another wall

i must have mentioned somewhere that on august 21, i had my first gallery show.  i displayed 11 photographs – five abstract close-up shots of the paint and posters on building exteriors that, over the years, have worn away into interesting patterns; and six more literal close-ups of hindu shrines, alleys, trees and the like.  the above shot is another in the vein of the abstracts.  i’m really enjoying looking for “found art” on the walls of chennai, even though none of these were purchased at the gallery show.  artists are never understood in their time – except for the ones that are, of course.

we recently moved to a new apartment that is closer to the other consulate residences and to better restaurants.  we’re still surrounded by boxes since we’re making a concerted effort to sort and purge our stuff, but we’re much happier here.  if nothing else, we’re no longer stuck in the old traffic patterns, which means that every trip takes about 20 minutes less than it did when we were in our house.  the dog has a good-sized yard in which to chase it, the mysterious thing in our garden that he fruitlessly hunted for the first year; it seems to have come with us.

i go to bhutan on next week via kolkata (calcutta).  photos to come.

ganesh chathruthi

woman painting ganesh statues; man decorating his ganesh statues while the clay is still soft; rows of statues, some painted; a woman making flower wreaths for pooja ceremonies.

i took the leica on a photowalk with the photographic society of madras, to capture the start of ganesh chathruthi.  this is a holiday for the god ganesh, on the day which (it is said) his power on earth is at its strongest.  the people who worship ganesh buy statues of the god and hold ceremonies in their homes; then they take the statues to the ocean and carry them in.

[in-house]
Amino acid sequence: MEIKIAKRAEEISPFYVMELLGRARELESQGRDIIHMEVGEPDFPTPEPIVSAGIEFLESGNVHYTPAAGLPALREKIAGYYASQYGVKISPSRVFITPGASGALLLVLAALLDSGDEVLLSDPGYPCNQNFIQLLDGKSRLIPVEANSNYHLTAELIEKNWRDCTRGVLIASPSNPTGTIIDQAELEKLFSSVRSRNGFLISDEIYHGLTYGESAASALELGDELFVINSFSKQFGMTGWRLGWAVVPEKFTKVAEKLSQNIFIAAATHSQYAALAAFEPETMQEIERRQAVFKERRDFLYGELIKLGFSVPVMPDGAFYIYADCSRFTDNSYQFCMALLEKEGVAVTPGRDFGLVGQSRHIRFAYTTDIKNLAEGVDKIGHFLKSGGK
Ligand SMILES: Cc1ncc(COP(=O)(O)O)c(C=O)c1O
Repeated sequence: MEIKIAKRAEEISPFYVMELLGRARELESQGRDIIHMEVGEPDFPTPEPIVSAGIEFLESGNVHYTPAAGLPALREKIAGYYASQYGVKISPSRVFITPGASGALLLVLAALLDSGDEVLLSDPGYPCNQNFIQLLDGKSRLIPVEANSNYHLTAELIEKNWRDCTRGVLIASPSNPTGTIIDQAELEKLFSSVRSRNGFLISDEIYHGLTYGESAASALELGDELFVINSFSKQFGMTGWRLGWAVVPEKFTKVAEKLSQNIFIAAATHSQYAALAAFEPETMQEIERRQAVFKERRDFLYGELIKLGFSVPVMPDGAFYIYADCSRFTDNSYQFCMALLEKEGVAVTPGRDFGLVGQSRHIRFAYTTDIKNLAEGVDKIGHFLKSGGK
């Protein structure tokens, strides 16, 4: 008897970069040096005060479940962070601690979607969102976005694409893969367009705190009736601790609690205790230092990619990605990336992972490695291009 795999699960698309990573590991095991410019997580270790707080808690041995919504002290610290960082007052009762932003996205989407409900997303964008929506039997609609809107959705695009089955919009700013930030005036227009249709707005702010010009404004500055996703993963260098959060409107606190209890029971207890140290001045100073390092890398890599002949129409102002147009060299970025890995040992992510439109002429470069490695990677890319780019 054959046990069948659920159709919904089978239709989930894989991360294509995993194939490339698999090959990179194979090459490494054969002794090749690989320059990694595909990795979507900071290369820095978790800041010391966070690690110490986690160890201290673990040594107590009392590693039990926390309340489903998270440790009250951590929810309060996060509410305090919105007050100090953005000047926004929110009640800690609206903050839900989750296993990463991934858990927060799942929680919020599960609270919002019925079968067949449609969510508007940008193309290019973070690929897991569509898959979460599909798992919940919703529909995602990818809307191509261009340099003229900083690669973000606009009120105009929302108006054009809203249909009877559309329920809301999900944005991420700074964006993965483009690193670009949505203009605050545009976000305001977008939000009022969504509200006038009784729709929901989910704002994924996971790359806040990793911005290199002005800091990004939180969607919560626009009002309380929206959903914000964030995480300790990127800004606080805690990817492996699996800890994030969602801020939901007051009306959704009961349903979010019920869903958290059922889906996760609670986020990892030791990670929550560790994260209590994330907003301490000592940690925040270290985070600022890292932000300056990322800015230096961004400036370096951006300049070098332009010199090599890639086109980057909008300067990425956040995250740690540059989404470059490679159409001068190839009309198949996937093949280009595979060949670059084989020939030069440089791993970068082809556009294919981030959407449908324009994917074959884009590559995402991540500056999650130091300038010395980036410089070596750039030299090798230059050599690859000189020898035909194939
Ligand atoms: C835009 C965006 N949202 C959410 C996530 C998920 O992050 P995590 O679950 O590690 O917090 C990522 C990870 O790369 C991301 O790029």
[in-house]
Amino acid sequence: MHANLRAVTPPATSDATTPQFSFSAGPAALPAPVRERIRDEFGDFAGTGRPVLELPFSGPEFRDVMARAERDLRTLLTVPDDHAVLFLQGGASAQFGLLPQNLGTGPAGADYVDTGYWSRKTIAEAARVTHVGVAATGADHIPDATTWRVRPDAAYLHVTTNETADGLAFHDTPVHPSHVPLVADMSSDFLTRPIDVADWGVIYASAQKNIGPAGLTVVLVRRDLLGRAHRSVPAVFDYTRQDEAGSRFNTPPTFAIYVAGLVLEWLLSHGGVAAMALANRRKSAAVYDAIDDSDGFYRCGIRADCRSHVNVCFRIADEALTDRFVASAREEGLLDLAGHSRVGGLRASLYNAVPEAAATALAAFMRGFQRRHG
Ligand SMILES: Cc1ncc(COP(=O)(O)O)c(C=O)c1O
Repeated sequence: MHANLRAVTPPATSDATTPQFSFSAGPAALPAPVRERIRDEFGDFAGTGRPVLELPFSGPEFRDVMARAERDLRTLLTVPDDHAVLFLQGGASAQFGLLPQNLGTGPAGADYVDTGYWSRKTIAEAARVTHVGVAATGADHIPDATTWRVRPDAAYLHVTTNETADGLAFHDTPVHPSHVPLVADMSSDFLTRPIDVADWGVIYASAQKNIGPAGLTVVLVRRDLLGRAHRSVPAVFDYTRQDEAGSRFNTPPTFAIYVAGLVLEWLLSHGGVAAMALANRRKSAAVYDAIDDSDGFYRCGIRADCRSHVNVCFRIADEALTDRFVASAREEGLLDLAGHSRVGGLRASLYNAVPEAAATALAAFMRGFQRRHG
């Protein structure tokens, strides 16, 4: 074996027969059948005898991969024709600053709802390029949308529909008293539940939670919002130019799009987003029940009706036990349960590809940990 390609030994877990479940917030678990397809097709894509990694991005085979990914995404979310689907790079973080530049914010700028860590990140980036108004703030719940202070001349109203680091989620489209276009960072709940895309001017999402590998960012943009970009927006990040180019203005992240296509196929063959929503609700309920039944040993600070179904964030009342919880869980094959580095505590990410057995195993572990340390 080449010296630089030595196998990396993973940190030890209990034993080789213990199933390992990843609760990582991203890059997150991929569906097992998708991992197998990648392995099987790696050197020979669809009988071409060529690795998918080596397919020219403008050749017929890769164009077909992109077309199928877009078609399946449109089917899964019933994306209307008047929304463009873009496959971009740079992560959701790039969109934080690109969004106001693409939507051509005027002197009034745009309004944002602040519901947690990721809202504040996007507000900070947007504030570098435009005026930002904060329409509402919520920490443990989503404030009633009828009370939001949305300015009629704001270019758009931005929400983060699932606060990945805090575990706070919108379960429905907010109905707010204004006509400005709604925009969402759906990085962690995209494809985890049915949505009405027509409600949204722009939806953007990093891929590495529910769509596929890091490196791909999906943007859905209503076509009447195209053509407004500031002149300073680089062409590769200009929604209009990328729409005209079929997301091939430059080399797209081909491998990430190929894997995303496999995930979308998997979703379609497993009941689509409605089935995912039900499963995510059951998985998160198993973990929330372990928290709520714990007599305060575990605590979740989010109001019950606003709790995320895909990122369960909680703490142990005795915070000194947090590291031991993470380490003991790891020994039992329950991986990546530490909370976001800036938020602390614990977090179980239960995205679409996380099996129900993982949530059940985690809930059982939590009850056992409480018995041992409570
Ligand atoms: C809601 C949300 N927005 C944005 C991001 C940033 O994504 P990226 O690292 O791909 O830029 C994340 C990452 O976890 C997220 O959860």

i should say something about the previous post of the firewalk.  this was a lot easier to capture than the first one i shot, in part because the fire was so much smaller that the heat was easier to take.  granted, it’s still terrible light, so the shutter speed is not what i would have liked, but it was a good night.  unlike the other firewalk, most of the devotees here pierced their cheeks with vel just as the worshippers do during adi kirthigai.

some of the priests and worshippers were not keen on having me take photos, but the majority of the crowd ignored me and a few indians kept grabbing me to help me find a good vantage point. usually, there is a handful of indians who want to share the ceremony with the foreigner holding a camera, so i had a variety of guides during the night ranging from an eight-year-old boy to a fairly drunk 50-something.

i’ll have more photos to add once i receive a new supply of film chemicals.